TapA protein directs TasA amyloid fibre assembly and disassembly[2]. TapA is localized on peptidoglycan and extracellular TasA elongates on this structure[2]. However, it has been suggested that the sole interaction of TapA and TasA do not regulate disassembly, rather the high concentrations of D-amino acids (D-tyrosine, D-leucine, D-methionine, and D-tryptophan) and interactions with the peptidoglycan cause TasA amyloid fibres to be released from cells[2]. Although biofilm formation may be directed by other proteins in different organisms, the example of B. subtilis demonstrates the importance of integral amyloid fibres.

Virulence Factors

Invasion of Xanthomonas campestris pv. citri as visible by spots on green apple and leaves.

Amyloidogenic proteins can also be used as virulent intermediates produced by plant pathogenic species of Xanthomonas, Erwinia amylovora, and Pseudomonas syringae[10]. Specific to Xanthomonas and Pseudomonas species, toxic properties of amyloid fibrils are adopted into hairpin proteins in vitro[10]. Hairpin proteins are encoded in the hrp (hypersensitive response and pathogenicity) genes[5].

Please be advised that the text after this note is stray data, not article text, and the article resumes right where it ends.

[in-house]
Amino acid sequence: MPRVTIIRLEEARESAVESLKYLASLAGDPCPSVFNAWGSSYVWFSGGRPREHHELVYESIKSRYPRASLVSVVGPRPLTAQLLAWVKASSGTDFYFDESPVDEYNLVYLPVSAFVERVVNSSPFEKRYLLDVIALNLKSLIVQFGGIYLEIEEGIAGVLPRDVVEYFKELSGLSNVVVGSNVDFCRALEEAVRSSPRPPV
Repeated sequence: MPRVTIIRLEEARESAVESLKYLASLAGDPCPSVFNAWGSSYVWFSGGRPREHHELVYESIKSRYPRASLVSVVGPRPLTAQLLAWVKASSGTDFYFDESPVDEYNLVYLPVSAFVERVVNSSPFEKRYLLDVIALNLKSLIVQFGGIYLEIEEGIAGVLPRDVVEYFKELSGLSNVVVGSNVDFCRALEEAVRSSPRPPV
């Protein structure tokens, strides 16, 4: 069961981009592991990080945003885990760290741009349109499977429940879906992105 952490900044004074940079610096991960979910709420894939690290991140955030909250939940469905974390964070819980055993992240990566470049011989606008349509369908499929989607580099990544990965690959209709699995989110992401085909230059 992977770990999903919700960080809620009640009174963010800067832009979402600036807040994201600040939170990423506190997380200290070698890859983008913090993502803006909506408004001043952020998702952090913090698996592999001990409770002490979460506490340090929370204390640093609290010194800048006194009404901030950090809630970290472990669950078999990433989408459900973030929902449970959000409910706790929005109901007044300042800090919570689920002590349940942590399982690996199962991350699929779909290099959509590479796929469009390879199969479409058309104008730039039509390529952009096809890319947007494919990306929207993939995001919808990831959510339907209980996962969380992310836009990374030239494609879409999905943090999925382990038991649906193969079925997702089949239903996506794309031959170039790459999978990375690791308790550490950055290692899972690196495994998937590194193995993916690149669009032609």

In gram negative Xanthomonas species, the hairpin structure composed of HpaG protein polymerization are secreted as virulence factors and induce the hypersensitive response in plants[5]. The hypersensitive response in plants is a defense mechanism in which infected cells undergo mediated cell death to prevent the spread of an intracellular pathogen[10]. The activation of hypersensitive response by hairpins is unknown, but experimental results demonstrate an increase in cation permeability during the interaction of hairpins with plant cell walls[10]. This suggests that the mechanism is caused by the disruption of the membrane[10]. The ability for parasitic bacteria to utilize amyloid fibrins as toxic substances is advantageous and crucial for its survival in plant hosts.